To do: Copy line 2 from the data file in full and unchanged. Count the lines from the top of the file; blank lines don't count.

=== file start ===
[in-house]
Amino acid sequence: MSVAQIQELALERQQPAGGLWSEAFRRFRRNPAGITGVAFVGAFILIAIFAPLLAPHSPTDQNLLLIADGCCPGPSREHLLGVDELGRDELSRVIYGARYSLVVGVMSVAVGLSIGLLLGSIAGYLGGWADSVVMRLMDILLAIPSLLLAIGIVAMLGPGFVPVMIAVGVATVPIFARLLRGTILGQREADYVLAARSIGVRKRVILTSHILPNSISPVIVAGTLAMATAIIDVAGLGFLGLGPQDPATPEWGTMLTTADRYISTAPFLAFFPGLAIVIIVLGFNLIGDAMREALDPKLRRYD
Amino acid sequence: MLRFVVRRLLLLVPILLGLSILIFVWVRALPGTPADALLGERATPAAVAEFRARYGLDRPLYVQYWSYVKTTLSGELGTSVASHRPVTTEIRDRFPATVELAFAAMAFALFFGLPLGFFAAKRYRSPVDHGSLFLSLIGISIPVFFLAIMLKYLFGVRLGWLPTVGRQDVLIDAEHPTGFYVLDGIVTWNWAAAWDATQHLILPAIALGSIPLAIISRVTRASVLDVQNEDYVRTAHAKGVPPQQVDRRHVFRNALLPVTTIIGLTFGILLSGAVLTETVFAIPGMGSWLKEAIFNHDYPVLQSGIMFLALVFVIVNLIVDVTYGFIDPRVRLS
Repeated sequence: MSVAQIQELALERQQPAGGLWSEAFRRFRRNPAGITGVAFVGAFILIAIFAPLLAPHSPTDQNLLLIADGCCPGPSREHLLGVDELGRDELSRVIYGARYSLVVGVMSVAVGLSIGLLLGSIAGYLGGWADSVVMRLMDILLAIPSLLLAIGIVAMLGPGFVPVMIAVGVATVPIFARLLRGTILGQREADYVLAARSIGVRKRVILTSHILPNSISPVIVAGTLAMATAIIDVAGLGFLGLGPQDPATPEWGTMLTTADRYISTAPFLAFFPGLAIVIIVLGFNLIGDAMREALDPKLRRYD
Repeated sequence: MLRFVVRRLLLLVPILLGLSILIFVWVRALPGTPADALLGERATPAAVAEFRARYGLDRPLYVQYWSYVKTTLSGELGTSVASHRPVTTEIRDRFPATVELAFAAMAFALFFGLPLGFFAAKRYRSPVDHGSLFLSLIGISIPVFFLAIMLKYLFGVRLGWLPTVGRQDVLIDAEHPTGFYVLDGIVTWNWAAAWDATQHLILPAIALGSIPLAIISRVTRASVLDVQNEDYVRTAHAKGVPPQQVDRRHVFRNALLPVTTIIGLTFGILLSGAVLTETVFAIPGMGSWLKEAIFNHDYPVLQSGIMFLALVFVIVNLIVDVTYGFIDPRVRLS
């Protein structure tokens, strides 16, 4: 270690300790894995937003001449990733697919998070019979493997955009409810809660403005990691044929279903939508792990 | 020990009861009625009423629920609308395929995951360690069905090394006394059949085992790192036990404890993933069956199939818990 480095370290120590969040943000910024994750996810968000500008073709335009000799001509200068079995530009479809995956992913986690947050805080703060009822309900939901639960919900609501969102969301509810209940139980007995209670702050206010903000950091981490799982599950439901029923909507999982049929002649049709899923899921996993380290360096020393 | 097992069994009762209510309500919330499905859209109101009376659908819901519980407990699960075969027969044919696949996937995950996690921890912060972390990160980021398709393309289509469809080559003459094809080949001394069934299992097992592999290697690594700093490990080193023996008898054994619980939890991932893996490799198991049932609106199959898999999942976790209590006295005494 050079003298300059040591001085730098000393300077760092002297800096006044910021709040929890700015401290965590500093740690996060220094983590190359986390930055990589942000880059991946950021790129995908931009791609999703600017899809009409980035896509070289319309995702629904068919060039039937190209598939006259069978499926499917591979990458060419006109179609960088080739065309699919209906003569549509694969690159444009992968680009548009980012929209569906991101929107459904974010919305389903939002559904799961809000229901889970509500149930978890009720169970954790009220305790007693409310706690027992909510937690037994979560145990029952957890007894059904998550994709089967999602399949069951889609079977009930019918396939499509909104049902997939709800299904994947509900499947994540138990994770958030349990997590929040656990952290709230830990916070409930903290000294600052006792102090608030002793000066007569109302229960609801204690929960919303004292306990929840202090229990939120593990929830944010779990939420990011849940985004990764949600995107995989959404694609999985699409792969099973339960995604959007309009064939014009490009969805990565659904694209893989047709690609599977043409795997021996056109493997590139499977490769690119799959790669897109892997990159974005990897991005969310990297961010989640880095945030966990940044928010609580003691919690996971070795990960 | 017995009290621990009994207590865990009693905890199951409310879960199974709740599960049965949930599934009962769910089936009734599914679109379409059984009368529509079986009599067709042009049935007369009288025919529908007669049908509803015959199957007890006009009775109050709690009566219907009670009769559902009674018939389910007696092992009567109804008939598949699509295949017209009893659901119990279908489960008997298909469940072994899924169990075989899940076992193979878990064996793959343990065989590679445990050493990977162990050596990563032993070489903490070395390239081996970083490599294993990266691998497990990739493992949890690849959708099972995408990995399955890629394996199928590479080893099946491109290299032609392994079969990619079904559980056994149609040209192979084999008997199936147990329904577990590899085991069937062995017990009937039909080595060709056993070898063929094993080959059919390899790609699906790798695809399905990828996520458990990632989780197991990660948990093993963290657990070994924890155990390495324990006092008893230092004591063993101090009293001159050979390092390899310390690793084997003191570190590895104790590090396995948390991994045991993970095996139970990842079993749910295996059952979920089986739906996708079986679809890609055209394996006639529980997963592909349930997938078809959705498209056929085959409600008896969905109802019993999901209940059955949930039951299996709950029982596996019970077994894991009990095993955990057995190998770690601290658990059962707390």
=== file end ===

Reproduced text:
Amino acid sequence: MSVAQIQELALERQQPAGGLWSEAFRRFRRNPAGITGVAFVGAFILIAIFAPLLAPHSPTDQNLLLIADGCCPGPSREHLLGVDELGRDELSRVIYGARYSLVVGVMSVAVGLSIGLLLGSIAGYLGGWADSVVMRLMDILLAIPSLLLAIGIVAMLGPGFVPVMIAVGVATVPIFARLLRGTILGQREADYVLAARSIGVRKRVILTSHILPNSISPVIVAGTLAMATAIIDVAGLGFLGLGPQDPATPEWGTMLTTADRYISTAPFLAFFPGLAIVIIVLGFNLIGDAMREALDPKLRRYD